Training Schools

An easy approach to training

 © Embry-Riddle Auronautical University

An easy approach to training

There seemed nothing unusual when five young, ambitious men whose passports showed them to be citizens of various Middle Eastern countries started their pilot training at different flight schools in Florida and California in the first half of 2000. The USA, particularly Florida and Arizona, where a sixth member of the group had gained a flying licence a few years earlier, were the prime training location for aspiring pilots around the world.

Open airspace, stable weather, low fuel cost, no landing fees, fewer operational restrictions and generally a much more open, welcoming attitude towards general aviation than in Europe, for example, were also the main reasons why many international airlines conducted their practical flight training in the USA.

But this attitude changed when, more than a year later, the six men, along with 13 others, used their skills to fly hijacked airliners into the World Trade Center and the Pentagon (and, had they succeeded, Congress). The US authorities cracked down on foreign nationals applying for flight training with increased security and personal background checks. Although the pilot academies adapted to the regulatory changes, the post-9/11 economic downturn left its mark on the flight training business.

Before the terror attacks, aspiring pilots needed only a medical from the Federal Aviation Administration, which automatically served as a student pilot licence, and a travel visa to begin training at a US flying school. For European citizens, for example, this could even be done on a 90-day tourist visa, completed on arrival with no previous contact with US immigration authorities. Other than the physical assessment and associated paperwork with the FAA medical examiner, which could be completed in the student's home country, there was no need for them to notify any US administration of their intention to learn to fly.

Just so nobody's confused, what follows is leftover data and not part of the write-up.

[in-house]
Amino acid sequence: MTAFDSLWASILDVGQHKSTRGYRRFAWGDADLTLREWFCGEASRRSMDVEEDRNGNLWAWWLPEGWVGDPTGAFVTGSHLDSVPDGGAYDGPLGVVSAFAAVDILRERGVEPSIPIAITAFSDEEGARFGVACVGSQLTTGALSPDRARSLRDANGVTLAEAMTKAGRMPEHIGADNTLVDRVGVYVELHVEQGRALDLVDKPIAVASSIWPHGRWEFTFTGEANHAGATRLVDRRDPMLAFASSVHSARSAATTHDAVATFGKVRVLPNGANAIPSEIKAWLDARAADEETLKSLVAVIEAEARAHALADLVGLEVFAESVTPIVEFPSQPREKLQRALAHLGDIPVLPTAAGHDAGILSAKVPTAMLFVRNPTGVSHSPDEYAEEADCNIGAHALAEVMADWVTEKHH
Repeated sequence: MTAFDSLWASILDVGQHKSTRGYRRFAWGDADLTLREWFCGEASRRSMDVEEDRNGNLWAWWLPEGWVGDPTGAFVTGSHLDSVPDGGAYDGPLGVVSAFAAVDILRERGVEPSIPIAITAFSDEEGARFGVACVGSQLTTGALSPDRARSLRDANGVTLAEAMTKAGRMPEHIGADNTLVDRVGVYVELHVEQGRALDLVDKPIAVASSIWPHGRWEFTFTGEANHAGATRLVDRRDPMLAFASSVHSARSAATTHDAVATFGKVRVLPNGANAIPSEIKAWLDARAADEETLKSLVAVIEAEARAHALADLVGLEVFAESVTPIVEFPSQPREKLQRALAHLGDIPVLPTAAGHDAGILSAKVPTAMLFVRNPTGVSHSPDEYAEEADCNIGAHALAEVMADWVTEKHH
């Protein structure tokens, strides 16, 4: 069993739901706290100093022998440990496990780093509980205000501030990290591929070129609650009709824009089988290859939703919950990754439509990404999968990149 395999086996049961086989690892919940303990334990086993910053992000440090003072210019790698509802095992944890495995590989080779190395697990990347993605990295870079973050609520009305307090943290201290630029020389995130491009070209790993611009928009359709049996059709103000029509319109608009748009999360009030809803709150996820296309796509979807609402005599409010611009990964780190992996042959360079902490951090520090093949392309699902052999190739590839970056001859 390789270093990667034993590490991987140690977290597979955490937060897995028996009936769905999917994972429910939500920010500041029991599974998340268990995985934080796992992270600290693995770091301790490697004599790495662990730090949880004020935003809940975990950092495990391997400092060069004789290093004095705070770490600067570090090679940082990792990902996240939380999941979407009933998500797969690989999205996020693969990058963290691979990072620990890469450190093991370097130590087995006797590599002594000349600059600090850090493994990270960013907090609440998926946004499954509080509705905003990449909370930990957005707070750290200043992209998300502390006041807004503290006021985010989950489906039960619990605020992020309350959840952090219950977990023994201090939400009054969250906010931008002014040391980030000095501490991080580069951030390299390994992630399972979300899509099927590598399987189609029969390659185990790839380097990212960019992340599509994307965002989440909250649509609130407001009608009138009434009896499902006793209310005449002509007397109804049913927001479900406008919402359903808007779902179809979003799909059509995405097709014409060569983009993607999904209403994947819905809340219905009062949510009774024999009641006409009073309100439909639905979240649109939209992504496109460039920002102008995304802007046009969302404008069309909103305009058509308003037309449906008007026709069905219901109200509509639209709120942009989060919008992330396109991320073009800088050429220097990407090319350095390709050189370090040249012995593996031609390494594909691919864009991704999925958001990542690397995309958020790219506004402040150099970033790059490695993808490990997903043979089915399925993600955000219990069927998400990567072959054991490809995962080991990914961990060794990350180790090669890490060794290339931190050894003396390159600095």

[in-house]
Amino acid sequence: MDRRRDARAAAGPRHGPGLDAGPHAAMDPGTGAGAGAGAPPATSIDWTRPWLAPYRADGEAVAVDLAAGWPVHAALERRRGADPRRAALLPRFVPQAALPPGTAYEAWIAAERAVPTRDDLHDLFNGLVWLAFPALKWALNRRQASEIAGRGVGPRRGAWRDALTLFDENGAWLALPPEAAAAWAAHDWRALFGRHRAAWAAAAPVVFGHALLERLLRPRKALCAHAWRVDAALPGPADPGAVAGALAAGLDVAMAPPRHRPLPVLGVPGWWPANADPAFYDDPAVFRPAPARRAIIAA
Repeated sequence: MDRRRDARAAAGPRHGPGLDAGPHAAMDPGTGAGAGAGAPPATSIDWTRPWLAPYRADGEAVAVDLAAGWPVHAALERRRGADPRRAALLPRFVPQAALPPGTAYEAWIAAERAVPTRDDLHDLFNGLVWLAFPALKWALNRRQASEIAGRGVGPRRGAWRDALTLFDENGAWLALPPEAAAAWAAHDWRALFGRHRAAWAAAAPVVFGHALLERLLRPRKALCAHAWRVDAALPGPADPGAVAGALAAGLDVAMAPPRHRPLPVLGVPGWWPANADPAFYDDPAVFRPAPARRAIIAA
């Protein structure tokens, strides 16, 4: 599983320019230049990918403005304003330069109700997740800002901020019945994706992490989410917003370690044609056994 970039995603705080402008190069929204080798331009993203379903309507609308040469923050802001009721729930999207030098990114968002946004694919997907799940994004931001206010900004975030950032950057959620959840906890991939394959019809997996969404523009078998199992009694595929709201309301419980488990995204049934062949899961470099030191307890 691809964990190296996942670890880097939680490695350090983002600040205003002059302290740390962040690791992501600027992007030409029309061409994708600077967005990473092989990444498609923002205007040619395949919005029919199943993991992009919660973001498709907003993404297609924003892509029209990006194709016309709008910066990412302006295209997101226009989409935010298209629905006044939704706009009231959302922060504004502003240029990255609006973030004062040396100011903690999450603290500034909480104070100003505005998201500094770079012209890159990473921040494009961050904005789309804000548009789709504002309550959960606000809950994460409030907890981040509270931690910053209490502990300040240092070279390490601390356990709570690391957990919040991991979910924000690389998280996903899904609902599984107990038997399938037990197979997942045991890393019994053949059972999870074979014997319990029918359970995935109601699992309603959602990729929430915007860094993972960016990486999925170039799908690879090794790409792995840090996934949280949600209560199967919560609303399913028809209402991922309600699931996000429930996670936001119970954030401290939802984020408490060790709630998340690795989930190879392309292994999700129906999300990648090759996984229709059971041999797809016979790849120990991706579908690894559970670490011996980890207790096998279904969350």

Under the post-9/11 Aviation and Transportation Security Act, however, trainee pilots need to have a visa just like students who enrol on courses at academic colleges or universities. This has to be obtained from a US embassy in their home country. Before any training can begin, cadets also have to complete the "alien flight student program", a personal background check conducted by the Transportation Security Administration (TSA) on behalf of the US Department of Homeland Security.

Among the information required, applicants have to submit a full list of their home addresses over the previous five years, details about their current occupation, the flight school's name, licence type and model of training aircraft, as well as biometric data including a photo and fingerprints. This information can be submitted online and will be assessed against "appropriate law enforcement, intelligence, immigration and terrorist-related databases", says the TSA.